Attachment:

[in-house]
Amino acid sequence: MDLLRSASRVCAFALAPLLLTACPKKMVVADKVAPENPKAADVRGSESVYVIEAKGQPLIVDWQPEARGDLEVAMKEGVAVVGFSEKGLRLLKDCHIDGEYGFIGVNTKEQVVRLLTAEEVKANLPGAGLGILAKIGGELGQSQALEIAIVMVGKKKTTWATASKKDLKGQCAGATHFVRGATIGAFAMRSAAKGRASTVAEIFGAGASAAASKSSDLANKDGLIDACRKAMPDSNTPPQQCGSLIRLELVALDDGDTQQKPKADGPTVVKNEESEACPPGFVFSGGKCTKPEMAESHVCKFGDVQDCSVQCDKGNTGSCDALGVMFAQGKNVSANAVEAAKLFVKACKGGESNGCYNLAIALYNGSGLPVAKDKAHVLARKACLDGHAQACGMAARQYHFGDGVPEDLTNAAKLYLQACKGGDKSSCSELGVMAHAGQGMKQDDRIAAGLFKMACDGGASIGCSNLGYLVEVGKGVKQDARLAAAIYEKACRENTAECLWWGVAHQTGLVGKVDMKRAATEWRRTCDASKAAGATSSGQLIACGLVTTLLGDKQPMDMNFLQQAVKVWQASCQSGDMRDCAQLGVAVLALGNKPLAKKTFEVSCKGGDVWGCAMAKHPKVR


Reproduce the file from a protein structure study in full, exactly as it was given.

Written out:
[in-house]
Amino acid sequence: MDLLRSASRVCAFALAPLLLTACPKKMVVADKVAPENPKAADVRGSESVYVIEAKGQPLIVDWQPEARGDLEVAMKEGVAVVGFSEKGLRLLKDCHIDGEYGFIGVNTKEQVVRLLTAEEVKANLPGAGLGILAKIGGELGQSQALEIAIVMVGKKKTTWATASKKDLKGQCAGATHFVRGATIGAFAMRSAAKGRASTVAEIFGAGASAAASKSSDLANKDGLIDACRKAMPDSNTPPQQCGSLIRLELVALDDGDTQQKPKADGPTVVKNEESEACPPGFVFSGGKCTKPEMAESHVCKFGDVQDCSVQCDKGNTGSCDALGVMFAQGKNVSANAVEAAKLFVKACKGGESNGCYNLAIALYNGSGLPVAKDKAHVLARKACLDGHAQACGMAARQYHFGDGVPEDLTNAAKLYLQACKGGDKSSCSELGVMAHAGQGMKQDDRIAAGLFKMACDGGASIGCSNLGYLVEVGKGVKQDARLAAAIYEKACRENTAECLWWGVAHQTGLVGKVDMKRAATEWRRTCDASKAAGATSSGQLIACGLVTTLLGDKQPMDMNFLQQAVKVWQASCQSGDMRDCAQLGVAVLALGNKPLAKKTFEVSCKGGDVWGCAMAKHPKVR